Don’t undermine each other – talk to your colleagues and have them contribute. Create a great team.
For Howard, in London, setting up Uber meant finding the right kind of cars. He worked his way through yell.com, ringing up high-end chauffeur companies and trying to persuade drivers to accept jobs from an app they had never heard of.
He made them a special introductory offer: they would be paid £25 an hour to work on the Uber platform whether they got any jobs or not.
By the autumn, he had around 100 drivers on his books and an “allowable burn” of £50,000 a week to recruit drivers to the platform. “I was often told, ‘Burn more’,” he told me.
Hansom cabs, small, swift horse-drawn two-wheelers that had been ubiquitous in the capital since the 1830s, virtually disappeared. By 1927, there were just 12 left in London, curios from a recently vanished past.
Dubbed Mission Control Day (MCD), the motto was to “operationalize everything”; imagining how work could be done more efficiently, especially as we grow (and fast) as a company.
After the big day, groups developed quick plans for how to implement changes, tracked the work on shared Trello boards, and set out to implement those changes in the days and weeks that followed.
The key to a good one-on-one meeting is the understanding that it is the employee’s meeting rather than the manager’s meeting. This is the free-form meeting for all the pressing issues, brilliant ideas and chronic frustrations that do not fit neatly into status reports, email and other less personal and intimate mechanisms.
If we could improve in any way, how would we do it?
The top 20% of the tickets account for 80% of the company success. Tickets are not created equal, but we treat them like they are.
There are three ways for marketplaces to buy scale: they can buy growth, speed and/or liquidity. For some (not all), it was a smart strategic move. And for Uber, money enabled them to win.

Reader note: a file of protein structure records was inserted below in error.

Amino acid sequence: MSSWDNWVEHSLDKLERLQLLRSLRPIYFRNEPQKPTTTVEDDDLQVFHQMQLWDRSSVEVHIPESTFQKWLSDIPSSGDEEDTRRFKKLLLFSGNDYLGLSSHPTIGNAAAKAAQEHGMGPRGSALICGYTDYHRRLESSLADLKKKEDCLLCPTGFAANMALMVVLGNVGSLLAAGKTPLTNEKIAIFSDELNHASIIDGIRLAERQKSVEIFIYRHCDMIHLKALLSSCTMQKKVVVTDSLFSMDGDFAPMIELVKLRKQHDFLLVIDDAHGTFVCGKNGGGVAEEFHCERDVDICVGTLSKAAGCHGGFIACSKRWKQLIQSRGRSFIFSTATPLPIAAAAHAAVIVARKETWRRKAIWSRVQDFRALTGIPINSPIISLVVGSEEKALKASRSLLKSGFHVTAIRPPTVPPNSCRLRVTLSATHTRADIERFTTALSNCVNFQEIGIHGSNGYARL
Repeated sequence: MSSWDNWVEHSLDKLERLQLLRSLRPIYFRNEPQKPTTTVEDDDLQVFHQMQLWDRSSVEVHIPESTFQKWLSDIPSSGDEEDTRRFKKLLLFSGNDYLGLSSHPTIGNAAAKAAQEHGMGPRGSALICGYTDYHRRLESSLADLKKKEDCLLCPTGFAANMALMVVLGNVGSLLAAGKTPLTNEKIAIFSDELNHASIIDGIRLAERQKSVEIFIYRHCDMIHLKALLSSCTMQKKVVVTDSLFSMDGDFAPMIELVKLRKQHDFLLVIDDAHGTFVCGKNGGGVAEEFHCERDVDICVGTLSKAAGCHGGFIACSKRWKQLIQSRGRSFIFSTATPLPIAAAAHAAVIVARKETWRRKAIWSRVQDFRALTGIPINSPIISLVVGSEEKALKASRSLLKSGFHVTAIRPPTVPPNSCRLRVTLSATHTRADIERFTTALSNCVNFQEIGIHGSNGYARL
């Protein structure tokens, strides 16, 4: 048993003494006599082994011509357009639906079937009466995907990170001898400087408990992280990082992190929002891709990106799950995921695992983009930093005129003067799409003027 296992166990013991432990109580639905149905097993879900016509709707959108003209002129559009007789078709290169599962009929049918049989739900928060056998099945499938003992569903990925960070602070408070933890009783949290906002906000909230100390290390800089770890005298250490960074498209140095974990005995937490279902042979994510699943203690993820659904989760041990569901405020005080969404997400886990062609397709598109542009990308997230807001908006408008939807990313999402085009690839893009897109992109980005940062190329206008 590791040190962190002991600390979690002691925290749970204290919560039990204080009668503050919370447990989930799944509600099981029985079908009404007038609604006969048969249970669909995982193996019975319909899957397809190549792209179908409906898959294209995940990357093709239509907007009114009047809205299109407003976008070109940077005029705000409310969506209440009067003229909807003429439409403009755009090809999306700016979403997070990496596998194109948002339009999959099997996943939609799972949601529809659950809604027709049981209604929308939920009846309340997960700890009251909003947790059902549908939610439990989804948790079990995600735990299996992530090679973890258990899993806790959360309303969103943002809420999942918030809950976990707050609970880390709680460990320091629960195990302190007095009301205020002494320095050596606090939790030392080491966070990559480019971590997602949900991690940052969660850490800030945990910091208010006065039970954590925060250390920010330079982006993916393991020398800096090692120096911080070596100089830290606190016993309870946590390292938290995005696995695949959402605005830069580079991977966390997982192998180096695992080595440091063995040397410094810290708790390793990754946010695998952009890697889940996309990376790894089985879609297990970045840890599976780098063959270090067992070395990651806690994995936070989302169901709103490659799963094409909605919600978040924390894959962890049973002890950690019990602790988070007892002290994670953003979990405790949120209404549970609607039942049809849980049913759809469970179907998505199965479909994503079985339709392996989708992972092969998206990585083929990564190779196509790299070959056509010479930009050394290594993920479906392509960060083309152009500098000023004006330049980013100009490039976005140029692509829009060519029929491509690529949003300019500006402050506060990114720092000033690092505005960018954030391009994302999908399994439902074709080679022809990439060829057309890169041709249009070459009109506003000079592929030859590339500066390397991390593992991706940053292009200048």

A founder’s job isn’t growth at all costs — growth is the byproduct of an amazing user experience.
For marketplaces, speed provides a strong competitive advantage — it’s not about being first to market, but rather first to liquidity.
I’ve often repeated the central goal of marketplaces. It’s something of a mantra for me: liquidity isn’t the most important thing… it’s the only thing.
So what did Uber do with all its money? The strategy wasn’t buying growth, speed or liquidity. Uber’s strategy was to buy all-of-the-above.
Amazon created Lab126 in 2004 to build the Kindle e-reader. The lab’s name is a reference to the alphabet, with 1 representing the letter A and 26 representing Z. People in the lab sometimes refer to the Kindle as Project A. Project B was the Fire Phone. Work on the Echo—Project D—began in 2011.
Even as these fundamental changes went on, the lab’s leadership was convinced the speaker was almost ready. For three consecutive years, the product was expected to ship within six months. The $50 target price seemed more and more far-fetched.
Our team doesn’t have a list of features with exact dates for release. We don’t know what’s going to be released on Tuesday, August 23.
A product roadmap is a promise that customers will get something on a specific date.
Our team doesn’t like making promises we can’t keep. We don’t like setting expectations and then letting people down.
Our team has a general idea of what’s coming in the next month or so. After that, we gather the response of what we released and go from there.